I'd strongly advice to use the Pipeline (= Program Object) abstraction as it's how hardware really works and the basis of low level API (Mantle/Vulkan, D3D12)

Edited by Ingenu

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Hello Shaarigan, and thanks for replying! I have a few questions about your architecture:

  • Why do you call HasLoaded? Shouldn't all the textures be described from the .mat file (which i'm assuming is some kind of JSON or XML file), as soon as it was parsed? Or should texture loading be an async operation?
  • What do you mean by a shader having one single-purpose? I've been following things like and a few books, and they always have shaders that take care of surfaces. Like: BumpedDiffuseSpecular, etc.
  • By World shaders, i mean anything in the scene: lighting, shadows, AA, etc.

Ingenu, do you recommend any book or tutorial which outlines the concept of passes? I've never heard of this before and it sounds interesting. :)

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I don't think so, maybe you can find something on the net, however we used to say multi pass to mean rendering the same mesh more than once because we were limited in number of instructions, so we couldn't light a mesh properly rendering it once, that limitation vanished a while ago, but you'll likely still find a lot of references about it.
The way I present a pass is different, think it more a list of logically ordered rendering steps/groups. (I'll use step instead to differentiate with the old definition.)
If you have shadows, do GPU animation, or procedural sky generation on the GPU using Perlin noise, you'll need to run that before you need the data, since those operations are expensive and reused by several "items" in the world, you want to compute them first to know they are ready past that point, hence having a Pre-Process step.
After that, there are logical groups you'll want to render at different times, for correctness you need to render opaque before translucent, so you need two different steps, you also want to be optimal when rendering, so you want to render your opaque either front to back (if you don't do a depth fill step), or in effect order (to use instanced rendering if you have a depth fill step), but the translucent step needs all its meshes rendered in back to front order to be correct.
I will urge you to limit the number of GPU programs to the minimum, to that effect you should have a data driven GPU program, have a look at Disney's BRDF to see a single program that can do a lot with only a few parameters.
It's easier to get one program right, it means you can batch/instance a lot more, and even do better with indirect rendering (since usually indirect API don't allow you to change the GPU program).
The Effect I talked about before is also the glue between your C++ code and the GPU program language, the one that sets data in the right place (slots in D3D11/OGL parlance) before the draw call.
There are so many things that are intertwined when making an engine it's difficult to go into meso description, it's either macro or micro ^^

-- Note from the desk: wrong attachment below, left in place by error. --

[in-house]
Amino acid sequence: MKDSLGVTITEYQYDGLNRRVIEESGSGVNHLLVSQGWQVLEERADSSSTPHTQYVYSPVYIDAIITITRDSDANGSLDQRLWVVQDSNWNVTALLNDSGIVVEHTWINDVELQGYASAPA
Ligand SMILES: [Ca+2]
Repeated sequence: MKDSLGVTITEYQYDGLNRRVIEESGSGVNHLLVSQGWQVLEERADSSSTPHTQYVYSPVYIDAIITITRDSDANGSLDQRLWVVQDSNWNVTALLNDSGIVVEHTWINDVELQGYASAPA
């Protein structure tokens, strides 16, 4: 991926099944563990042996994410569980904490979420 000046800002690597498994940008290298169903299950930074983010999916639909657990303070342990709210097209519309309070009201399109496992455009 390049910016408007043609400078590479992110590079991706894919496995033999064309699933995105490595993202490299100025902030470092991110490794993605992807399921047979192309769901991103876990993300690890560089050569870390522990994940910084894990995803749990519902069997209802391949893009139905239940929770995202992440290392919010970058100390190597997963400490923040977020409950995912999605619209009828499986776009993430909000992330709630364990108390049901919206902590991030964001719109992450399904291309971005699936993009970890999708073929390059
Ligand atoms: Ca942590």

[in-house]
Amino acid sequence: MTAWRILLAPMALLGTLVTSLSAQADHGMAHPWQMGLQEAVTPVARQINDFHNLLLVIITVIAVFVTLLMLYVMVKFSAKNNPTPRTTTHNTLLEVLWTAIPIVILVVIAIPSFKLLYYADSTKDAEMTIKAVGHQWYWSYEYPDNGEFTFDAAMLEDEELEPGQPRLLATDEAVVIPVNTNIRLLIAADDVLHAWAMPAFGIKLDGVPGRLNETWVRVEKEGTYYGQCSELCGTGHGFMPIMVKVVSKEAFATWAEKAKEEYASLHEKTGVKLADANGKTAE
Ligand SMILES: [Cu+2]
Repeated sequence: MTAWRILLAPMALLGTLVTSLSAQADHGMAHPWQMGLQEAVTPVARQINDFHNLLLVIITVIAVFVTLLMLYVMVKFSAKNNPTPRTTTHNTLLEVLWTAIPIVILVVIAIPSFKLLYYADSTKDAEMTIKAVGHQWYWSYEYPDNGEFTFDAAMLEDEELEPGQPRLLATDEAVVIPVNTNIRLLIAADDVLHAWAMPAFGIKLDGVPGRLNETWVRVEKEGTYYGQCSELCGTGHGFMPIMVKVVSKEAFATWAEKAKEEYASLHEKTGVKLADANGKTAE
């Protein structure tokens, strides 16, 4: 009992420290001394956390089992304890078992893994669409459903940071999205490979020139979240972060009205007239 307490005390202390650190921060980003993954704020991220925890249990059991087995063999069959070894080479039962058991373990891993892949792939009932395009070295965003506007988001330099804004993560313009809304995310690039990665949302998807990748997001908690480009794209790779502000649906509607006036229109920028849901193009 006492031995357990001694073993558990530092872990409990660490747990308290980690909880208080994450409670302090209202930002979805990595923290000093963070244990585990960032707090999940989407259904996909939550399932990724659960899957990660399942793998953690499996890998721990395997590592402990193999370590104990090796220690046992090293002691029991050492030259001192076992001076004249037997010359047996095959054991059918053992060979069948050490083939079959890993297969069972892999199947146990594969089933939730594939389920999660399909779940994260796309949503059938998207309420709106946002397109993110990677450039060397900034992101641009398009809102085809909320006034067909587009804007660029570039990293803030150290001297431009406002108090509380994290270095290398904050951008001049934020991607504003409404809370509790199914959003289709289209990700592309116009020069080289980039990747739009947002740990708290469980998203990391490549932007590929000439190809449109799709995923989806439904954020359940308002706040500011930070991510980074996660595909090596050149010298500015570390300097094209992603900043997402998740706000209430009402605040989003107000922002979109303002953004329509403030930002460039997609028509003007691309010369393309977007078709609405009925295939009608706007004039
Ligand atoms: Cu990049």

Anyway, when it comes to mesh, I shared geometry (vb/ib) data between instances, but could have unique textures, so I had a mesh description containing an enum/key+pathfilename such as : "albedo /gfx/monster/joe.tex" so when that mesh is created the associated textures are loaded (well unless the TextureManager has them in memory in which case they are only reference counted.).
To go back to the shadow effect, it's linked to a light, you don't necessarily need a Mesh object but rather a Drawable/Renderable for the effect.
I also subdivided my Effects into DrawEffect, ComputeEffect and a third I can't remember atm ^^
Edited by Ingenu

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To some extent, I wouldn't have a "CommandQueue" described in XML because maintaining it would turn bad rather quickly (adding features, never removing deprecated stuff)...

I would rather have the Effect PlugIn system I described above that does that in one of the callable functions instead, because it's way more versatile, much easier to read, understand and modify, and if it's a plugin/dll pretty much as flexible.

You'll need some glue between your engine code and the GPU setup/program.


I would however extend the program to contain meta informations regarding texture binding and sampler descriptions as they do.

Edited by Ingenu

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Yes that's closer.


Basically as you write your GPU program code, you decide where you put your data and what data you need, and if you write say "cbuffer Object : register(cb0) float4x4 WorldMatrix};" for your fragment subprogram you have just explicitely decided to put that constant buffer to constant buffer slot 0, you must therefore write the corresponding glue code engine-side, which would something like "gfx.PSSetConstantBuffers( 0, 1, pCB );" in your setParameters(...) procedure, and you must also write the code that will fill the data in that CB (mapping it, casting it and writing the data such as "pCBMatrix = instance->GetWorldMatrix();")